By Donna Thornton/News Editor
The Etowah County Co-mmission voted at a recent meeting to put a moratorium on any requests related to electronic bingo until the state or the courts resolve questions about the legality of the activity.
Etowah County Chief Executive Officer Patrick Sims said the measure passed would stay any and all actions regarding electronic bingo.
If someone asks for information about bingo in Etowah County, he said, the county can tell them bingo issues are off the table until the matter is resolved at a higher level.
The county commission also voted to contract with Coast 2 Coast to supply a prescription drug discount card at local pharmacies which may bring some savings to Etowah County residents who do not have drug coverage, and may provide more savings than other prescription cards on some medications.
Members of the commission also heard from a Lookout Mountain res-ident concerned about discussion of a proposed wind farm at the top of the mountain.
A Texas-based company, Pioneer Green, spoke to commissioners a few weeks ago about their plan to put wind turbines along the mountain ridge.
Tim Campbell referred to a number of studies he’s found that contend wind turbines kill birds and bats, created low frequency noise, and lower property values near the turbines. From his research, he said, he’s found studies that say there is no proven savings on power costs in areas with wind turbines and no proof that it lessens dependence on fossil fuels.
Wind farms, he said, are heavily subsidized by tax dollars.
Campbell said he has a vested interest – that he loves the mountain and has taken a number of youth groups hiking and rock climbing there.
“It’s something we have that, if we take it away, we’ll never get it back,” Campbell said, of Lookout Mountain.
He urged commissioners to get all the facts about wind turbines before any are built in Etowah County.
The proposed wind farm would be located on along a ridge about seven miles north of Gadsden.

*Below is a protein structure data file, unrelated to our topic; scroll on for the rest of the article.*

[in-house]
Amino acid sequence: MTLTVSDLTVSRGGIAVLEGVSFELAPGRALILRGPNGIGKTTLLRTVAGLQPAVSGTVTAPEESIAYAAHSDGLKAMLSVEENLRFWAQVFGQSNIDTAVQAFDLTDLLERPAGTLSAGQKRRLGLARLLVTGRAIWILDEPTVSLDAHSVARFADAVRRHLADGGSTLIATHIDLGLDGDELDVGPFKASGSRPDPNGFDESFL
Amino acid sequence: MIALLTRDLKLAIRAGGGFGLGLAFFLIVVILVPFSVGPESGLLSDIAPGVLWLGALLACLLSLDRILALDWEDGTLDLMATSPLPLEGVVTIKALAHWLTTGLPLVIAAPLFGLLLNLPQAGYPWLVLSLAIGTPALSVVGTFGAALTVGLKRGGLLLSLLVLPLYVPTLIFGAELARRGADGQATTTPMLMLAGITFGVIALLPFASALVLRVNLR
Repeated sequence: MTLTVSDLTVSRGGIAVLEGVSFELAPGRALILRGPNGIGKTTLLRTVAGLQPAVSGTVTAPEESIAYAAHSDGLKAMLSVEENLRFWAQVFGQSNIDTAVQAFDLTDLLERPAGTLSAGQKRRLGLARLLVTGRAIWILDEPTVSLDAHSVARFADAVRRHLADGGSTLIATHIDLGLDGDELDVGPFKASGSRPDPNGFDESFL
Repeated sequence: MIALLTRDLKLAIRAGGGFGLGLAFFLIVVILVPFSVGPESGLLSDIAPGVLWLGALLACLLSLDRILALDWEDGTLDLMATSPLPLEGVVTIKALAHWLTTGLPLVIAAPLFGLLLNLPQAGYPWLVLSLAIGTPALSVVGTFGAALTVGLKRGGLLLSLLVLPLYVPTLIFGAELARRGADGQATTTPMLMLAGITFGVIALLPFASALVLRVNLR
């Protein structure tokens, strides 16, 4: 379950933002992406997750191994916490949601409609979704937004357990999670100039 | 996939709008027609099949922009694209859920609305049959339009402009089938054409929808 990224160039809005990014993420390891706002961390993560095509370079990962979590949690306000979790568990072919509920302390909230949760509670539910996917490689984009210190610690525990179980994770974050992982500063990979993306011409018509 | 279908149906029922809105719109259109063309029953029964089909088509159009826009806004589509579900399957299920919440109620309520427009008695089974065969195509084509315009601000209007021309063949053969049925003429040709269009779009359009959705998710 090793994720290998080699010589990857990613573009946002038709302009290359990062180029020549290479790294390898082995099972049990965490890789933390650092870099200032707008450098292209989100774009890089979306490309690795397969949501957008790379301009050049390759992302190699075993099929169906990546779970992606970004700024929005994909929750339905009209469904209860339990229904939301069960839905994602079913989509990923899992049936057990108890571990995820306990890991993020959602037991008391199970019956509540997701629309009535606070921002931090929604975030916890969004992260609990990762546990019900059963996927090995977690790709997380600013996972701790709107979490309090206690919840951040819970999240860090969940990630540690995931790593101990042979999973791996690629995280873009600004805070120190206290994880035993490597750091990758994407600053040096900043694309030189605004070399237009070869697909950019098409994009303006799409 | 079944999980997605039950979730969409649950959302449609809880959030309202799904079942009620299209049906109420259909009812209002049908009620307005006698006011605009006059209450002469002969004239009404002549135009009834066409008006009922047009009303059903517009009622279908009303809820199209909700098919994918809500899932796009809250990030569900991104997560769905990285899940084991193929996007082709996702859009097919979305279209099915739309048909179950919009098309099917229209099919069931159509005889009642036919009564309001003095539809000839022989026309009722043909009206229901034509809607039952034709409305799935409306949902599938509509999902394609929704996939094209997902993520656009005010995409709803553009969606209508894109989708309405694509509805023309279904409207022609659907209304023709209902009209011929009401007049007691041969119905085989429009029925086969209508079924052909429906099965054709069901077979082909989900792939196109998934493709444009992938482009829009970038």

Pioneer Green plans an informational meeting at 9 a.m. to 12 p.m. on Saturday, April 13 at the Etowah County Courthouse to let the public know more about the proposed project. Another meeting is planned later the same day in Cherokee County.
In the commission’s work session March 26, storm damage continued to be a topic of discussion.
Gadsden-Etowah County Emergency Management Agency Director Mike Bryant said he did not think the county would meet the threshold for any sort of disaster declaration, despite the widespread dam-ge from straight-line winds in much of the county and from an EF1 tornado in the Smith’s Institute Community in nor-thern Etowah County.
Etowah County Engineer Tim Graves said he expected county crews to continue working to clear storm debris for the next two weeks.
Graves said the county does not have policies in place to allow collecting debris unless it falls on the rights of way.
Graves also mentioned the Wesson Gap Bridge, which collapsed into Little Wills Creek during the storm. He said it has caused no travel issues, because the bridge had been closed as unsafe for years.
However, the bridge is hindering water flow in the creek so that the level above the fallen bridge is about two feet higher than it is below it.
Graves said there is someone interested in getting the bridge out for scrap metal.